In my last post, I argued for the value of reading Hebrew poetry, especially that found in the Prophets, for the modern believer. In this post, I want to talk about how a modern reader of the English Bible can read Hebrew parallelistic poetry closely, gleaning every bit of good from it and perceiving the emotional and spiritual life that sits (sometimes concealed by translation) within it. I could have broken this down into any number of principles, but I have chosen three. When reading Hebrew parallelism: (1) look for subtle comparison and contrast, not bland repetition; (2) look for layered parallels; (3) look for movement in the parallels.
Look For Subtle Comparison and Contrast, Not Bland Repetition
Pay close attention to what, precisely, is being compared via parallel juxtaposition. Contrary to the perennial criticism one hears that the Old Testament is repetitive, Hebrew parallelism is not mere repetition (neither, might I add, is Hebrew narrative filled with unnecessary repetition). Something interesting and dynamic is going on in the apparent repetition, if one has the patience and intelligence to discern it. Even if the two phrases are more or less synonymous, by the very act of rephrasing the first half of a couplet, some aspect of the phrase’s meaning is altered, emphasized, or refined. Take, for example, Joel 1:6b (NASB):
Its teeth are the teeth of a lion, / And it has the fangs of a lioness.
The two parts of this parallel are “teeth/fangs” and “lion/lioness”, and both halves say virtually the same thing. Now, it is worth observing that the second half of the couplet didn’t have to be so close to the first. We wouldn’t have thought twice if the second half had mentioned a different anatomical feature than “teeth” or a different species than “lion”. It could have said, “Its teeth are the teeth of a lion, and it has the claws of a wolf [or bear]”, and we would have understood that the locusts are being compared to dangerous predatory animals. So what is the effect of not alternating in this way? The teeth or fangs specifically are highlighted, and this focuses our attention on the eating of the locusts as the threatening action. Also, by using two different words for “lion”, we see that it is not just predatory animals in general that the locusts are likened to, but to the very epitome of predatory animals. In the ANE, the lion was the archetypal image of the threatening power of nature. Assyrian kings were routinely depicted going on lion hunts. Through this hunt, the king expressed his power and authority over the forces of nature. English translations tend to translate the second word as “lioness” just to distinguish it from the first, since we don’t have more than one word for “lion”, but the second word doesn’t necessarily connote a female of the species. So, interestingly, in Joel 1:6b the more or less exact synonymity of the two lines refines and specifies the meaning: it isn’t simply saying that the locusts are dangerous or predatory, but that they are supremely dangerous, specifically like a lion (the epitome of the dangerous wild animal), and that they are dangerous in their consuming (their teeth).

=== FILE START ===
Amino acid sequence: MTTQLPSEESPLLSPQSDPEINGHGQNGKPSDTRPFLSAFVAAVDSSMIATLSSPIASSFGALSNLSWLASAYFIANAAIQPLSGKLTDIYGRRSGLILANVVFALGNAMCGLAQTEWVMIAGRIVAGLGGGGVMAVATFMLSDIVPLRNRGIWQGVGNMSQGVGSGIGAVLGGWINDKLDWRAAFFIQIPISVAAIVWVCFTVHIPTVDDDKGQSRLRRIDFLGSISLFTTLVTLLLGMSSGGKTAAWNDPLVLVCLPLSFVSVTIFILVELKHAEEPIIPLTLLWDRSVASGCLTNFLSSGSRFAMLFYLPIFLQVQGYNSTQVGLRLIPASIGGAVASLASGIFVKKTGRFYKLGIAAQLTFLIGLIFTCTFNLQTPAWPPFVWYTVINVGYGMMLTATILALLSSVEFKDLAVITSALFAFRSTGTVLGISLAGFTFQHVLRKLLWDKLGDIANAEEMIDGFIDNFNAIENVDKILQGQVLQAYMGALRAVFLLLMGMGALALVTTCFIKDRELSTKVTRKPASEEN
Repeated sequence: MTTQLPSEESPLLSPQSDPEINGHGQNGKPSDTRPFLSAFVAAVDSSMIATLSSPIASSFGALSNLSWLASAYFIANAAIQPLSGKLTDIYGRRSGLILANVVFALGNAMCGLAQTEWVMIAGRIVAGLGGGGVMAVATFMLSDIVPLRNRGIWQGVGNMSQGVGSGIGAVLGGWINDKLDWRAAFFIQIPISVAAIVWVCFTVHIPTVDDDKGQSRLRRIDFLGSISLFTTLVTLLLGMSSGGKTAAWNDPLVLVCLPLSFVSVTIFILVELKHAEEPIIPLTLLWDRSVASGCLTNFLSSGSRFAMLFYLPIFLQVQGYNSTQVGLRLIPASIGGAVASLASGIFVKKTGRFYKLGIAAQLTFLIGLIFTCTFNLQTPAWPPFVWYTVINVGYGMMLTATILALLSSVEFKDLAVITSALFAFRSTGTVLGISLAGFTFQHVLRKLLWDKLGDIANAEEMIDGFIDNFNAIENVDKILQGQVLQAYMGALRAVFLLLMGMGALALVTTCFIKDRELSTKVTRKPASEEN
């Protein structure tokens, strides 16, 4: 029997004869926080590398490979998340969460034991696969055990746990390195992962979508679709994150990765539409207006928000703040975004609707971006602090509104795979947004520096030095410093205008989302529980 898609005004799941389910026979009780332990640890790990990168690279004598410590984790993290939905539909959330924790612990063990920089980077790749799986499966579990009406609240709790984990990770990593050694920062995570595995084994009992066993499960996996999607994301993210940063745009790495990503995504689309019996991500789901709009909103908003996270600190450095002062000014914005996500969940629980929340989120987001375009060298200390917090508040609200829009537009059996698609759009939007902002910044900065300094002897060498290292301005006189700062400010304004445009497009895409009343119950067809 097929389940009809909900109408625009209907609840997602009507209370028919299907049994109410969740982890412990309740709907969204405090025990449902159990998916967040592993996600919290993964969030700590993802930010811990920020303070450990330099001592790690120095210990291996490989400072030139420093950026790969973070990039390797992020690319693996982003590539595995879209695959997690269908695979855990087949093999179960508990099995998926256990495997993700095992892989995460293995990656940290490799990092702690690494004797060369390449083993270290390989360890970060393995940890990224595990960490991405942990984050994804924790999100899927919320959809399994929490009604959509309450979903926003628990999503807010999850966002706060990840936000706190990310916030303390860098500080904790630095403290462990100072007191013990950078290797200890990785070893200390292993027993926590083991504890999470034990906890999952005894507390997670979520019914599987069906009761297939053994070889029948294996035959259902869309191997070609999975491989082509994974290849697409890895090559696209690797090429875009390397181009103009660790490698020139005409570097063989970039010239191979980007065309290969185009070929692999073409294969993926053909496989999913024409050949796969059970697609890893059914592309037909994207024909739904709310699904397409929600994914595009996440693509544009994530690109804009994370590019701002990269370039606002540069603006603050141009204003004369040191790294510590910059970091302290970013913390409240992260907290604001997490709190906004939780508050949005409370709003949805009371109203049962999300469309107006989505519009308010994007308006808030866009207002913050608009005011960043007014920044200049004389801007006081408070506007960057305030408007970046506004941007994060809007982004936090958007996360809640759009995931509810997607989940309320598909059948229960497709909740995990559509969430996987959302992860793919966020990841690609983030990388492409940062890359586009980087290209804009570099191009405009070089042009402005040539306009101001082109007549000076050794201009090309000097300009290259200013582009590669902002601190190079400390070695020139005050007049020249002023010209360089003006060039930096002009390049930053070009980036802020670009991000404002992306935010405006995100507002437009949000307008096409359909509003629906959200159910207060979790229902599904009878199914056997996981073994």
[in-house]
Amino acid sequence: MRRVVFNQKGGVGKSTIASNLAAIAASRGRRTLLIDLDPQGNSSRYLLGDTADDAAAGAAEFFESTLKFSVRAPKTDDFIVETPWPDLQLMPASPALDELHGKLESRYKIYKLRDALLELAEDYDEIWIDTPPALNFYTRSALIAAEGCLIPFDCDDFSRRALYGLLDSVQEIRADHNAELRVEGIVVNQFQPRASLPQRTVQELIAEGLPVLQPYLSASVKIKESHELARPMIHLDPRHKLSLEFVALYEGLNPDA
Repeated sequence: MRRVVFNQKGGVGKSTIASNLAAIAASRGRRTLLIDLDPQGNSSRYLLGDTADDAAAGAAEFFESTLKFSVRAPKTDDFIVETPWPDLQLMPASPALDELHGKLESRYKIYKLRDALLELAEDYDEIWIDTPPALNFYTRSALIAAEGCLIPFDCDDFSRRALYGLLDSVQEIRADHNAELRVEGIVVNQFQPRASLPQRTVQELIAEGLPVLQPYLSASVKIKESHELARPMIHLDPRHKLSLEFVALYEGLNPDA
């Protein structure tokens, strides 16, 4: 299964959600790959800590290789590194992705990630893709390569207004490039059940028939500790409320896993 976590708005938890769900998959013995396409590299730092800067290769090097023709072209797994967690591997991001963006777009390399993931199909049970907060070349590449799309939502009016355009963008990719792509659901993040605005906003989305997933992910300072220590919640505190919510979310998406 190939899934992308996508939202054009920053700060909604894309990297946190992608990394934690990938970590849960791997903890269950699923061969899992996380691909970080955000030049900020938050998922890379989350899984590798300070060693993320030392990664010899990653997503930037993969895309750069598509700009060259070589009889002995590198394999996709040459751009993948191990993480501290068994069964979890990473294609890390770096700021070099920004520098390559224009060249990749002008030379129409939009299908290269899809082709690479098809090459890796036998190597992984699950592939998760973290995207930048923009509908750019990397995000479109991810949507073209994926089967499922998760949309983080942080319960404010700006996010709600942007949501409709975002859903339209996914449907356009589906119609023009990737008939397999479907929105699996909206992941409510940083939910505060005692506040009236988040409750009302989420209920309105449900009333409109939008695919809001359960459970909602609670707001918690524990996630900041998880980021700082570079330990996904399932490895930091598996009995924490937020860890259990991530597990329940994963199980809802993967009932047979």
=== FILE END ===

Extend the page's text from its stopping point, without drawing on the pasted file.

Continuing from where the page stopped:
On the other hand, the very next couplet, 1:7a, moves away from strict synonymity:
It has made my vine a waste / And my fig tree splinters.
Here the variation moves us away from the specificity of metaphor to the general representativeness of metonym. By varying between “vine” and “fig tree” the couplet communicates that what has been affected by the locusts is not just one part of Israel’s agricultural scene (e.g., just the vines, as important as they were). This variation is important coming after verse 5, which, although it does not focus exclusively on the grapevine (“drunkards” etymologically may refer to drinkers of all kinds of alcohol, perhaps especially beers and ciders), does focus our attention pretty strongly on the grapevine. Verse 7 is the first time we see clearly that this is not just a disaster for the Israelite grape industry, but for all Israelite agriculture. Moreover, the effect of the locusts is not mild. It is total devastation. The vines have been rendered a total waste, and the fig trees are so devastated that they are somehow splintered (the devouring rage of the locust swarm appears to have been particularly intense). Their fruit and the their foliage are completely gone, and based on details later in the chapter, the locust plague appears either to coincide with or even cause a disruption of the general ecosystem (1:19-20 seems to speak literally of drying up of streams and fires in fields). Taken together, these two parallel clauses communicate total agricultural devastation by mentioning not just one crop, but two representative crops that stand for the entire Israelite agricultural economy. So the parallelism in Joel 1:7a expands meaning rather than refines or emphasizes it the way the parallelism in 1:6b does.